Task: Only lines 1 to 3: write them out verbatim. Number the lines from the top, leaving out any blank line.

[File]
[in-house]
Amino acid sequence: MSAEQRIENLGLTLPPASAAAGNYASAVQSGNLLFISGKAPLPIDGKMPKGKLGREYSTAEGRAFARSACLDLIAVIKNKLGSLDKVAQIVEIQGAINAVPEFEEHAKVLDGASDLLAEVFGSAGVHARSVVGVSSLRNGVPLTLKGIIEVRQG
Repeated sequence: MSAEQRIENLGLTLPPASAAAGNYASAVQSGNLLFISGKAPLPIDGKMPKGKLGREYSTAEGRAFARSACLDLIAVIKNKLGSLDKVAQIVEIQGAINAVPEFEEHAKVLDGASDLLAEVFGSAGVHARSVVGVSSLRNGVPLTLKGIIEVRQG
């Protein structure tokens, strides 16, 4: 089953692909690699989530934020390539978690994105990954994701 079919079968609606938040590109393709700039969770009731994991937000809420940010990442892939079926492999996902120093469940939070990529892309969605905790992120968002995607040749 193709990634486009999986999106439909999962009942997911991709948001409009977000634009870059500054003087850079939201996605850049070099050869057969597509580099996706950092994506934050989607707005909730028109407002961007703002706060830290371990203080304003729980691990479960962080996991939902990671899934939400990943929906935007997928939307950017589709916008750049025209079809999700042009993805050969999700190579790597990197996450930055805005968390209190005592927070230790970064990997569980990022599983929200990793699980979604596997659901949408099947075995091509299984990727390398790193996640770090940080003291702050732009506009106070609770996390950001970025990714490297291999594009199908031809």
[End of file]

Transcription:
[in-house]
Amino acid sequence: MSAEQRIENLGLTLPPASAAAGNYASAVQSGNLLFISGKAPLPIDGKMPKGKLGREYSTAEGRAFARSACLDLIAVIKNKLGSLDKVAQIVEIQGAINAVPEFEEHAKVLDGASDLLAEVFGSAGVHARSVVGVSSLRNGVPLTLKGIIEVRQG
Repeated sequence: MSAEQRIENLGLTLPPASAAAGNYASAVQSGNLLFISGKAPLPIDGKMPKGKLGREYSTAEGRAFARSACLDLIAVIKNKLGSLDKVAQIVEIQGAINAVPEFEEHAKVLDGASDLLAEVFGSAGVHARSVVGVSSLRNGVPLTLKGIIEVRQG